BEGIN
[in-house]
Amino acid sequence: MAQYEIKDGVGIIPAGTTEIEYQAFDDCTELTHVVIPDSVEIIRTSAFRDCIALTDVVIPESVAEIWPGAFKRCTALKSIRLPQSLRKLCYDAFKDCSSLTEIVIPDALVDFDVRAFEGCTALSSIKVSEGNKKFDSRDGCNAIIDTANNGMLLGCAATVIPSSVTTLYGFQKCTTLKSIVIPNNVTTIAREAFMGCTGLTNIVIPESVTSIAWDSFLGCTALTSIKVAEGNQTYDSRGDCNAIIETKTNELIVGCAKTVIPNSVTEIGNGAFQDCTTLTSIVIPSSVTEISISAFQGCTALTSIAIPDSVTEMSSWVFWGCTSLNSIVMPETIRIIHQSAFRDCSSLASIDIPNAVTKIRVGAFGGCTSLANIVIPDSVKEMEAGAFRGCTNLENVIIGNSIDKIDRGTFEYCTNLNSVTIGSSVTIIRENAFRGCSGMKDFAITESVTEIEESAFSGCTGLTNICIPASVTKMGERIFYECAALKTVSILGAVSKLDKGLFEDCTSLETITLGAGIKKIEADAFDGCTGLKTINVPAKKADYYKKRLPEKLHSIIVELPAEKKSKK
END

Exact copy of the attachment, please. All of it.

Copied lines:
[in-house]
Amino acid sequence: MAQYEIKDGVGIIPAGTTEIEYQAFDDCTELTHVVIPDSVEIIRTSAFRDCIALTDVVIPESVAEIWPGAFKRCTALKSIRLPQSLRKLCYDAFKDCSSLTEIVIPDALVDFDVRAFEGCTALSSIKVSEGNKKFDSRDGCNAIIDTANNGMLLGCAATVIPSSVTTLYGFQKCTTLKSIVIPNNVTTIAREAFMGCTGLTNIVIPESVTSIAWDSFLGCTALTSIKVAEGNQTYDSRGDCNAIIETKTNELIVGCAKTVIPNSVTEIGNGAFQDCTTLTSIVIPSSVTEISISAFQGCTALTSIAIPDSVTEMSSWVFWGCTSLNSIVMPETIRIIHQSAFRDCSSLASIDIPNAVTKIRVGAFGGCTSLANIVIPDSVKEMEAGAFRGCTNLENVIIGNSIDKIDRGTFEYCTNLNSVTIGSSVTIIRENAFRGCSGMKDFAITESVTEIEESAFSGCTGLTNICIPASVTKMGERIFYECAALKTVSILGAVSKLDKGLFEDCTSLETITLGAGIKKIEADAFDGCTGLKTINVPAKKADYYKKRLPEKLHSIIVELPAEKKSKK